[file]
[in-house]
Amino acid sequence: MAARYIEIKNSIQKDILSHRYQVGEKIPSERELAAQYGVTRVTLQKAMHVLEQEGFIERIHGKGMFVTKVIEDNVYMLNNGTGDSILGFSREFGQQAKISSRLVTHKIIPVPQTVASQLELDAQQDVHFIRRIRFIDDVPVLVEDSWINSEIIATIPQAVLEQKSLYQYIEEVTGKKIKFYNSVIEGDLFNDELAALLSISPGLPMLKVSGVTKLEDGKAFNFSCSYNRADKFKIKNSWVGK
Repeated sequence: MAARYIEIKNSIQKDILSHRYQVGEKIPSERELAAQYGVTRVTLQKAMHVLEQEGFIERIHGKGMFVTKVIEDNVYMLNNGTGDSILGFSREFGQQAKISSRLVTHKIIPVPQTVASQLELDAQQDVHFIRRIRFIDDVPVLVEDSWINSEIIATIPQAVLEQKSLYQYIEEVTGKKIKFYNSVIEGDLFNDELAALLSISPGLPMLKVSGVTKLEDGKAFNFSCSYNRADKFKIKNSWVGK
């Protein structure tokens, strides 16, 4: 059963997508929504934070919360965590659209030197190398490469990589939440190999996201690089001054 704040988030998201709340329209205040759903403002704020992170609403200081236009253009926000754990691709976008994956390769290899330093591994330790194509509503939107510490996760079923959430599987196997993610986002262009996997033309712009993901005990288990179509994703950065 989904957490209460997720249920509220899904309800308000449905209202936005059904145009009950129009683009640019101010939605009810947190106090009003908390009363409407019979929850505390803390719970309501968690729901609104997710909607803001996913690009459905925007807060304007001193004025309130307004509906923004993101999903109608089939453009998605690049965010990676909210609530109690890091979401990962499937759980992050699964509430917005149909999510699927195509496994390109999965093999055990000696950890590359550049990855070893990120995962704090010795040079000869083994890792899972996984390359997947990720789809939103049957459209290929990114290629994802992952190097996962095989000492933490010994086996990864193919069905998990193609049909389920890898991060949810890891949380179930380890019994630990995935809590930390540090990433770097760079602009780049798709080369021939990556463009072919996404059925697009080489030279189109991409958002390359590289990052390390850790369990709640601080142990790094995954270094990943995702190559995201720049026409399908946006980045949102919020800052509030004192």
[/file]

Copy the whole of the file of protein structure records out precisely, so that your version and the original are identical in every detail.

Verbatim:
[in-house]
Amino acid sequence: MAARYIEIKNSIQKDILSHRYQVGEKIPSERELAAQYGVTRVTLQKAMHVLEQEGFIERIHGKGMFVTKVIEDNVYMLNNGTGDSILGFSREFGQQAKISSRLVTHKIIPVPQTVASQLELDAQQDVHFIRRIRFIDDVPVLVEDSWINSEIIATIPQAVLEQKSLYQYIEEVTGKKIKFYNSVIEGDLFNDELAALLSISPGLPMLKVSGVTKLEDGKAFNFSCSYNRADKFKIKNSWVGK
Repeated sequence: MAARYIEIKNSIQKDILSHRYQVGEKIPSERELAAQYGVTRVTLQKAMHVLEQEGFIERIHGKGMFVTKVIEDNVYMLNNGTGDSILGFSREFGQQAKISSRLVTHKIIPVPQTVASQLELDAQQDVHFIRRIRFIDDVPVLVEDSWINSEIIATIPQAVLEQKSLYQYIEEVTGKKIKFYNSVIEGDLFNDELAALLSISPGLPMLKVSGVTKLEDGKAFNFSCSYNRADKFKIKNSWVGK
């Protein structure tokens, strides 16, 4: 059963997508929504934070919360965590659209030197190398490469990589939440190999996201690089001054 704040988030998201709340329209205040759903403002704020992170609403200081236009253009926000754990691709976008994956390769290899330093591994330790194509509503939107510490996760079923959430599987196997993610986002262009996997033309712009993901005990288990179509994703950065 989904957490209460997720249920509220899904309800308000449905209202936005059904145009009950129009683009640019101010939605009810947190106090009003908390009363409407019979929850505390803390719970309501968690729901609104997710909607803001996913690009459905925007807060304007001193004025309130307004509906923004993101999903109608089939453009998605690049965010990676909210609530109690890091979401990962499937759980992050699964509430917005149909999510699927195509496994390109999965093999055990000696950890590359550049990855070893990120995962704090010795040079000869083994890792899972996984390359997947990720789809939103049957459209290929990114290629994802992952190097996962095989000492933490010994086996990864193919069905998990193609049909389920890898991060949810890891949380179930380890019994630990995935809590930390540090990433770097760079602009780049798709080369021939990556463009072919996404059925697009080489030279189109991409958002390359590289990052390390850790369990709640601080142990790094995954270094990943995702190559995201720049026409399908946006980045949102919020800052509030004192």